I’ve been adjunct faculty for three different universities. A “B+” grade reflects a level considered to be very good, performing above the minimum requirements with high quality work. I think that’s a fair grade for the state of local government. All too often we read the news of poor performers, when in reality many local governments are achieving tremendous things in service quality, citizen engagement and governance. But I’m a believer in the pursuit of excellence – we all have room to improve.
Best part of working in the local government arena. Most frustrating?
Best: the focus on people. After nearly two decades in the private sector, it’s extremely refreshing to start the conversation with what’s best for our constituents rather than what’s best for company objectives and profit.
Most frustrating: tempering my competitive spirit. Apparently Ricky Bobby (“If you ain’t first, you’re last”) didn’t work in local government.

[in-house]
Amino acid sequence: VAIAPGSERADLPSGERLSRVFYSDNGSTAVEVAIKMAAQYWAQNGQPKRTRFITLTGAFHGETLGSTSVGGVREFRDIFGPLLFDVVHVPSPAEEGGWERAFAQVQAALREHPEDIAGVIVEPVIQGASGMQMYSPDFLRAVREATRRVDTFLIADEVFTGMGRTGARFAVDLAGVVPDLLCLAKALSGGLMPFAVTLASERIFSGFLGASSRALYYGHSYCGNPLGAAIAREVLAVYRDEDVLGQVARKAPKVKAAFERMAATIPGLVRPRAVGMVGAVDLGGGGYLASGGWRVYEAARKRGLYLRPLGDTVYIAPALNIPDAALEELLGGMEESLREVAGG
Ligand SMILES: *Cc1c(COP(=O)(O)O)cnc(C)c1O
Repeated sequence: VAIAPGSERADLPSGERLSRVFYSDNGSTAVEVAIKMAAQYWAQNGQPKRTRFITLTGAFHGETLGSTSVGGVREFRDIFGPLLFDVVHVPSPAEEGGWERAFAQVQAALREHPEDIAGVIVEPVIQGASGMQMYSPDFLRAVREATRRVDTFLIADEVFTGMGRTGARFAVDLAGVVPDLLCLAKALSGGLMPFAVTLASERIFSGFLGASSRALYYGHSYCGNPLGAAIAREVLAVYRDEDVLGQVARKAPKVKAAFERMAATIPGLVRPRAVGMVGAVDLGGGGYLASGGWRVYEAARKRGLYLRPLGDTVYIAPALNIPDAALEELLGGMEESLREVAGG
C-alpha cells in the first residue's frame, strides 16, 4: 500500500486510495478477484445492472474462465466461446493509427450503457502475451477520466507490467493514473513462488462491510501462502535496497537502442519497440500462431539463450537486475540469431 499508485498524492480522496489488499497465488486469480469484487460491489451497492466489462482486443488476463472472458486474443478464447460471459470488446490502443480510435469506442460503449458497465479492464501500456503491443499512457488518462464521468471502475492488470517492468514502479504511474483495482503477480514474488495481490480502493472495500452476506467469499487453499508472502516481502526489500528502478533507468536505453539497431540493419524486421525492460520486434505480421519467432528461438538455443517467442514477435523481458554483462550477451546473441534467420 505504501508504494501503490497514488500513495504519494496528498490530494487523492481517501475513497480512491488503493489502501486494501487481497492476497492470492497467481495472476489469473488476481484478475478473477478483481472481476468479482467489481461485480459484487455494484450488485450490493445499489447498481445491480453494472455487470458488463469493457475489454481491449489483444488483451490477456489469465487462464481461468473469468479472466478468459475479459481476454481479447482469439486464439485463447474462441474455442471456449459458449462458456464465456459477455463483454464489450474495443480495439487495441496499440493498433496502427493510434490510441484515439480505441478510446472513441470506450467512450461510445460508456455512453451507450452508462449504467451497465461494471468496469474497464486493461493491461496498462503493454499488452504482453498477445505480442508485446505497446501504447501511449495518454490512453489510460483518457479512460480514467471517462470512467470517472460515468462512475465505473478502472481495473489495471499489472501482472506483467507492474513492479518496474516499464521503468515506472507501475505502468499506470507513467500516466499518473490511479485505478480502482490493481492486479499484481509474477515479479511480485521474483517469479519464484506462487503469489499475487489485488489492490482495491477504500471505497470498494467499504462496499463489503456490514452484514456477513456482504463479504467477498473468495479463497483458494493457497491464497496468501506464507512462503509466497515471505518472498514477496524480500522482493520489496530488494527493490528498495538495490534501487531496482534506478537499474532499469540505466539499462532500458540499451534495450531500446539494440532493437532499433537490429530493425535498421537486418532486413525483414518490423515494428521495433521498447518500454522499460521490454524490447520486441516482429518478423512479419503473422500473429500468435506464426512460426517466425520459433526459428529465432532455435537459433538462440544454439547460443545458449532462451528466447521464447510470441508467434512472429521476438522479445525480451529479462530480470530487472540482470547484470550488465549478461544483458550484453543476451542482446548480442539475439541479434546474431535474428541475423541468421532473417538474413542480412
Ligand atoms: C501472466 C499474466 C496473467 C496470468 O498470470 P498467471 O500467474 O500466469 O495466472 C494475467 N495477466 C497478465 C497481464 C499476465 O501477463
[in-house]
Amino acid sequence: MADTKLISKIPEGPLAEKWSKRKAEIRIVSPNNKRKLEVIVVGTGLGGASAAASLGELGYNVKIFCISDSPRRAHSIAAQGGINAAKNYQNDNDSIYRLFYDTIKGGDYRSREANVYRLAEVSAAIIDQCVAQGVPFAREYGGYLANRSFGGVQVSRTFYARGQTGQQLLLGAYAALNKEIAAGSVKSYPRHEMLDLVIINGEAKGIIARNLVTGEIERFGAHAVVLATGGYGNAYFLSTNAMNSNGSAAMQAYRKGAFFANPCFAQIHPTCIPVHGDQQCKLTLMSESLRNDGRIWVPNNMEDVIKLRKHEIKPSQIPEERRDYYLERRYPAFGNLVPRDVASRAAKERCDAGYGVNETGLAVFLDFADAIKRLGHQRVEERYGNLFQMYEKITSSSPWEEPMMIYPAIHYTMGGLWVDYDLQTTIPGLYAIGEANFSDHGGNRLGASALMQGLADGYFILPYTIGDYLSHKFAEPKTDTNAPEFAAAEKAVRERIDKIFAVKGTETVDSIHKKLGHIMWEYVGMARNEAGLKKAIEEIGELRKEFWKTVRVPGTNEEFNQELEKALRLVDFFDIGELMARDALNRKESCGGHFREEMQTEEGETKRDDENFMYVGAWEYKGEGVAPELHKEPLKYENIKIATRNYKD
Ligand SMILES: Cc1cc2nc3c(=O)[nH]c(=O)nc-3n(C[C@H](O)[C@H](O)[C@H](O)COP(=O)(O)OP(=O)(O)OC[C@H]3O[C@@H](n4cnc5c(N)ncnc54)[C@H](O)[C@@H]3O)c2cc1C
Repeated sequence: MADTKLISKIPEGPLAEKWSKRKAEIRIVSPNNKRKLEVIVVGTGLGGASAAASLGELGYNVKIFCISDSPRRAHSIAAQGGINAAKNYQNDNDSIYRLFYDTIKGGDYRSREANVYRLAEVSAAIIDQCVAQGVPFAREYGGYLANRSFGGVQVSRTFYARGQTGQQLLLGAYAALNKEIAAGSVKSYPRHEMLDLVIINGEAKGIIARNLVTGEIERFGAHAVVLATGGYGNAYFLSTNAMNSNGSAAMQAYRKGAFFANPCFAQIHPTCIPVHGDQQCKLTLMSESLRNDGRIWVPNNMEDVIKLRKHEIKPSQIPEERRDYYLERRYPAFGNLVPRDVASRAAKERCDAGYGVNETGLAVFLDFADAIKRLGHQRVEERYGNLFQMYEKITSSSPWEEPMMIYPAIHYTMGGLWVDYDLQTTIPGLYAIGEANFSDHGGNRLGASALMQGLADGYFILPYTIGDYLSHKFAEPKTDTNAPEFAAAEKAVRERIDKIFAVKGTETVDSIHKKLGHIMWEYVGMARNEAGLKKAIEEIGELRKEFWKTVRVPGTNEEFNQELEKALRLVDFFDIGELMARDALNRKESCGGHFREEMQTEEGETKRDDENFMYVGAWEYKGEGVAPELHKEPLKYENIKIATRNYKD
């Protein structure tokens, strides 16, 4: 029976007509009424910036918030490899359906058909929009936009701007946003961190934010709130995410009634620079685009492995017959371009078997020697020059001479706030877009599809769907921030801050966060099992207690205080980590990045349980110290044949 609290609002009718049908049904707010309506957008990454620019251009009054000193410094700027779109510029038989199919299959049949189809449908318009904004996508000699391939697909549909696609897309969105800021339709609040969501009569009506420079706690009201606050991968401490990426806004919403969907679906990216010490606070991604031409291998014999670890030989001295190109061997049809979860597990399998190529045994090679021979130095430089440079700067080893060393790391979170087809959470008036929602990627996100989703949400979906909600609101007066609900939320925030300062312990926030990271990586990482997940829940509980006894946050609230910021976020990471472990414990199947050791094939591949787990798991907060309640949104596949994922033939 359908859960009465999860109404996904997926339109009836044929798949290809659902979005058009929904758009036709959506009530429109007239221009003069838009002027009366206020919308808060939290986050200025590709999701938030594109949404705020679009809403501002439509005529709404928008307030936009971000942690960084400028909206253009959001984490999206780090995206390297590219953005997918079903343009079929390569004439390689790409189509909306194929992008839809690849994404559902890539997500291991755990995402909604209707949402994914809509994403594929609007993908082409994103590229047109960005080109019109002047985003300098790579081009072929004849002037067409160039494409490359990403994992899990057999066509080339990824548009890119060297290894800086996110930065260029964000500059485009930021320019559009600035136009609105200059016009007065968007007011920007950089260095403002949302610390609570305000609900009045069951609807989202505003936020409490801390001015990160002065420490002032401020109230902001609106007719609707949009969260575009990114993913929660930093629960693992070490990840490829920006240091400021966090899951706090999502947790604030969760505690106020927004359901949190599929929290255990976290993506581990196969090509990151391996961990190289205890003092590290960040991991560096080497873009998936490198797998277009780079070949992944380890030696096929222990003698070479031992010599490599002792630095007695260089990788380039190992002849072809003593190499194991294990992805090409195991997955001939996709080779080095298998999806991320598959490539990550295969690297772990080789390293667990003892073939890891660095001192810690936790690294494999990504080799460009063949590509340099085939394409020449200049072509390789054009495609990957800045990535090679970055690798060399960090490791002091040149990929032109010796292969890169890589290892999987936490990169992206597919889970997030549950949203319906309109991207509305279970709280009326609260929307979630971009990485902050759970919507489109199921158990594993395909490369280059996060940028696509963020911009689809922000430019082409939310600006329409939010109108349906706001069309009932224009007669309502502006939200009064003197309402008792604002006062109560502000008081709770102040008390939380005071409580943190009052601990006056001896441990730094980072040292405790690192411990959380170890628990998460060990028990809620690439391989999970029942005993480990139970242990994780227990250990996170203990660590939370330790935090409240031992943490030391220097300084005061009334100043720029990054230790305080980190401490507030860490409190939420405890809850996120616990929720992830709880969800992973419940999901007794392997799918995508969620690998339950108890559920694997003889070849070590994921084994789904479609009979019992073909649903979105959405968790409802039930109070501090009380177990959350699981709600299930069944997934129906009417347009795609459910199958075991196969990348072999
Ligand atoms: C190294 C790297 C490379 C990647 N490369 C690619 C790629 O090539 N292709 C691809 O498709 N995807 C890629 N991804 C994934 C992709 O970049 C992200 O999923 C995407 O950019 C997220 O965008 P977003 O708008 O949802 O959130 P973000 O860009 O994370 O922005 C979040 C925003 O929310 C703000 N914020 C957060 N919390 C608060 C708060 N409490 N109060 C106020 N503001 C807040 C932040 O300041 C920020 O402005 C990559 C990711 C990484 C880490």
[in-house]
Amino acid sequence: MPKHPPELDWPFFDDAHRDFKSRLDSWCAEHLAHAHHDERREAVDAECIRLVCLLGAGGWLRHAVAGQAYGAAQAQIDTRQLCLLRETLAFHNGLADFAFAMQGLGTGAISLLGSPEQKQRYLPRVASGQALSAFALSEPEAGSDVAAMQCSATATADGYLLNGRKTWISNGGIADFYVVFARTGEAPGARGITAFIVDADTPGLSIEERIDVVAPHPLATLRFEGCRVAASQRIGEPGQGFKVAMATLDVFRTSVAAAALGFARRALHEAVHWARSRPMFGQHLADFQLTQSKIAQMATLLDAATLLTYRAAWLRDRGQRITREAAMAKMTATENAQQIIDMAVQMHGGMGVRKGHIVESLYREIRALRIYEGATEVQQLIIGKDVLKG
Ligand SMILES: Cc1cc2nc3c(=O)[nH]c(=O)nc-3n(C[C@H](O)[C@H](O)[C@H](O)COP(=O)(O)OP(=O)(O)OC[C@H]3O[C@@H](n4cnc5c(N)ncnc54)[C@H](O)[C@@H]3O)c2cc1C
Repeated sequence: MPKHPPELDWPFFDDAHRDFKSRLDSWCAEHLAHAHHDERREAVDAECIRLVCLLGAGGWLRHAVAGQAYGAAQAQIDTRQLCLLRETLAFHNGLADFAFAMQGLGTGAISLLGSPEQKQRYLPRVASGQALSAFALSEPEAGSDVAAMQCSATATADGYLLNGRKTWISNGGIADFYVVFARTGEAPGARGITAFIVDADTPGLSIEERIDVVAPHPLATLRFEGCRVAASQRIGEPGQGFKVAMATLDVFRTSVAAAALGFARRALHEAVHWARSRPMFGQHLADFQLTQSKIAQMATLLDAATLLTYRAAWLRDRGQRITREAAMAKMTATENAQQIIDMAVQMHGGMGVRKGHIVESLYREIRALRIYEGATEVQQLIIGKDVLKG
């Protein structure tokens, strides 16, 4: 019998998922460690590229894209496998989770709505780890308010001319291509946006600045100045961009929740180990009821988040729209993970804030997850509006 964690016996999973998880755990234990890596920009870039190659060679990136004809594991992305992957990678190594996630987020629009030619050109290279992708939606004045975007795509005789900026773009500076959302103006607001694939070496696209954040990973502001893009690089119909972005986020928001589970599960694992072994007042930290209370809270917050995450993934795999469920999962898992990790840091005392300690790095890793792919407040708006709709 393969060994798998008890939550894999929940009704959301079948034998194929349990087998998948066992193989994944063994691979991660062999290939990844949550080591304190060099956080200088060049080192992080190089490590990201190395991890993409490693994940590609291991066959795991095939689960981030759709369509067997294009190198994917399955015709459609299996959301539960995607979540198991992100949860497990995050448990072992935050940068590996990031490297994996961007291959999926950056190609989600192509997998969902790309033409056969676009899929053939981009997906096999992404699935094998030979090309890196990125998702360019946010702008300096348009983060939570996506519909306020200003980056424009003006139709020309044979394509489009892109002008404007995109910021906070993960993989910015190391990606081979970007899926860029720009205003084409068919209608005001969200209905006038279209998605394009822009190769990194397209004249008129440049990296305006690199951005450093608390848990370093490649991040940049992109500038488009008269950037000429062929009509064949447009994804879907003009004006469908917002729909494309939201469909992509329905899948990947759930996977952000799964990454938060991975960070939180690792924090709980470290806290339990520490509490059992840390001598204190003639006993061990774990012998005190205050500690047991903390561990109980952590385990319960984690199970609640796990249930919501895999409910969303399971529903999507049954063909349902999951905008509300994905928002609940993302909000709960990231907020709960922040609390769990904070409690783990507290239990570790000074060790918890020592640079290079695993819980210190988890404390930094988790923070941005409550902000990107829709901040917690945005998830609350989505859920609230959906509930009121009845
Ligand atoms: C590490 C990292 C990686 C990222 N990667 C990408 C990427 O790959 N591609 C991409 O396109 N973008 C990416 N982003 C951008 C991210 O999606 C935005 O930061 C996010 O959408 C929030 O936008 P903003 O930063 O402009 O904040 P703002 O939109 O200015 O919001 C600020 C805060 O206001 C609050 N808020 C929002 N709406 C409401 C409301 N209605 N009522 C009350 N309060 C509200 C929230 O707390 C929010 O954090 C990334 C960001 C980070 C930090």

Give us three areas in which local government is succeeding.
- Leveraging technology to better serve residents. This is a growing area for many local governments, but I believe that the availability of technology at a relatively low-price point has enabled local government to use technology in new (to government) and interesting ways. Great examples include app-based wayfinding and service reporting systems.
- Providing connection points for engagement with residents. Nearly every local government has a presence on at least one social media channel in addition to its traditional communication channels. Again, the low cost (in this case free) price point makes it an easy entry point for an alternative communication method.
- I believe local governments are doing a great job of providing high value at a low price point. We probably don’t do as good of a job as we should/could at communicating it, but it’s amazing to me to see the sheer level of service that is provided to constituents at an exceptionally low price point. I know I spend more per year supporting my running (between gear and races) than I do on local government taxes.